But the creative arts don't pay for themselves; even government-sponsored creativity has costs, beginning with the danger of government control.
So no, I'm going to hold off on calling the saturation of advertising in the media excessive, until I know who's going to decide what "excessive" is, what they plan to do about it, and what checks and balances there are on such an authority. (And no, I don't want the Church to do it: that's not her job.)
Do you believe there is excessive sex and violence in the media?
Standards that may seem strict have never had the effect of forcing dangerous themes out of literature, drama, etc.: what they force, instead, is a certain subtlety; more or less, depending on the standards of the era. "Carmilla," a novella by Victorian-era author Sheridan LeFanu, is about a lesbian vampire -- but nothing in it would offend the strictest homeschooling fundie mom: that's how thoroughly sublimation and symbolism work. It takes artistry. In the age of Victorian prudery, even authors of potential shockers had to be artists.
As we all know, the U.S. once banned Joyce's ULYSSES. Here's my question: was literary culture in better shape back when ULYSSES marked the outer boundary of what could be imported into the United States? Or, is it better now? With all due respect to present-day authors, I think the answer is easy. There are now almost no boundaries, and our literary culture has not been the winner for their absence.
Banning ULYSSES again wouldn't solve anything. (Besides, T.S. Eliot praised it, and that's good enough for me. And anyway I liked it myself when I finally read it, on & about the centennial of "Bloomsday.") Rather, I'm encouraged whenever there's a movie or TV show that goes easy on the s&v and is nonetheless a hit.
What were your favourite subjects when you were in primary/secondary school?
English, above all. History (which became my major in college) drew up even around 4th grade, with English holding its own co-equally.
I went to schools where French was given equal time with English (tho' this was entirely in the U.S.), and though there was more labor in French class than in English, the achievement of bilingualism (round about 3rd grade, in my case) was unbelievably heady.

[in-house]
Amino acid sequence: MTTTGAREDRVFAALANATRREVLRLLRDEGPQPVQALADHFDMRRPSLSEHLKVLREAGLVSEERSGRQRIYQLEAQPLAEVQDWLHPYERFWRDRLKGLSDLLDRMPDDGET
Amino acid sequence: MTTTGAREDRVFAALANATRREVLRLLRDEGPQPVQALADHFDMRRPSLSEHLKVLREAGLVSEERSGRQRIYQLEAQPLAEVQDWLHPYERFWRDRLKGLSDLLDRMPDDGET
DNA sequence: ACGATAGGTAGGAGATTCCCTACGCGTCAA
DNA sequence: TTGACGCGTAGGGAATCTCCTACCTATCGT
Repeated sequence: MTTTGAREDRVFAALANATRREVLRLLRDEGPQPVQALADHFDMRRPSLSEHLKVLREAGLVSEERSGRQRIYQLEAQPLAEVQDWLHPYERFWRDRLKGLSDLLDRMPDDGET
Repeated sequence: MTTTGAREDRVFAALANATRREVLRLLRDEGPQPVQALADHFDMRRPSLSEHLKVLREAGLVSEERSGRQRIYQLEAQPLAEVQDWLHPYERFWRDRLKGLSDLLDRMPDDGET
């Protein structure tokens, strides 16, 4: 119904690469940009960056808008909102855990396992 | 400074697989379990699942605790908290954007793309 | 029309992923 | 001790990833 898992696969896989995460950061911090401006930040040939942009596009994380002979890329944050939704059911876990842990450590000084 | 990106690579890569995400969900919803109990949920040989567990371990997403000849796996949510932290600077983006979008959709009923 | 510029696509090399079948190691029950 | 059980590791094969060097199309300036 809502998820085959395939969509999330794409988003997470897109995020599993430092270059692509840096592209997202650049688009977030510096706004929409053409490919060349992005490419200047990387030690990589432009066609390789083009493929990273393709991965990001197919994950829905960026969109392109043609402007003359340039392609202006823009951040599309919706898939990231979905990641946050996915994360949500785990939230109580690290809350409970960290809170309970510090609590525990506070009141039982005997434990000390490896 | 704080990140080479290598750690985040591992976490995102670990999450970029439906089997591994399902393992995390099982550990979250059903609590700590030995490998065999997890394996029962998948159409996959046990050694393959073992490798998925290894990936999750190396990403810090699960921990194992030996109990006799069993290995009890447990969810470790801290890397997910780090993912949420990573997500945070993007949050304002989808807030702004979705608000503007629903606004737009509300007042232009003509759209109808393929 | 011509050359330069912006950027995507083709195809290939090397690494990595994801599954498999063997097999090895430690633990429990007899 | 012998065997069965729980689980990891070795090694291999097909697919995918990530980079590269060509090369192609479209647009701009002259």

Do you think video games, chat rooms, etc. have a dangerous addictive
effect on teenagers?
No. -- Well, maybe than can, but I think the word "addiction" has become drastically overused. There are some things that some people like to do a lot, while other people aren't that into them. Nothing wrong with that -- until the latter start to label the former "addicted" and start to medicalize their situation.
Do many teenagers today spend too much time with videogames and other online diversions, displacing both human interaction and other forms of education? Yes, maybe they do. When I was a teenager, I spent long hours under my headphones listening to various forms of classical music, mainly Wagnerian opera. Did I spend too much time with that, displacing both human interaction and other forms of education? Yes, maybe. Do I care? No.
And any educational specialists who came around theorizing that my Wagnerian opera-listening might have a dangerous addictive effect on me would have gotten Wotan's spear right through their interfering little hides.
You know what? I think the tendency to label other people's cultural passions as "dangerously addictive" has a dangerously addictive effect on educational theorists, psychologists, Euro-parliamentarians, and other types we could use less of. I think we should do something about it.
Has there been a personal-growth book that has transformed your life?
No. I'm very suspicious of that genre. Somehow, the people with lives I'd want to live (if I weren't living my own) are never the people who write them.
Have you ever bought works of art? What type of art? What compels you to purchase art?
I've never had that kind of money, but I admire great collectors. I've even known a couple of them (a Met opera star and her husband) -- minor players compared to some, but a collectors nonetheless.
If I could do it, I think I would emphasize re-uniting altar-pieces that have been disassembled over the centuries, with a specialization in those of late medieval and early Renaissance Italy.
Do you defend urban graffiti?
I certainly don't plan to get in its way. Oh you mean, as art? Well, everyday decoration from centuries earlier is now highly prized, and uncontroversially so. Give it a few centuries, then, and I'm sure present-day urban graffitti will be able to compete at that level.
What magazines do you frequently read?
I started regular magazine-reading at 15 with *the* conservative classic, National Review. And I read my parents' copies of The New Yorker, just for the cartoons -- excuse me, "drawings."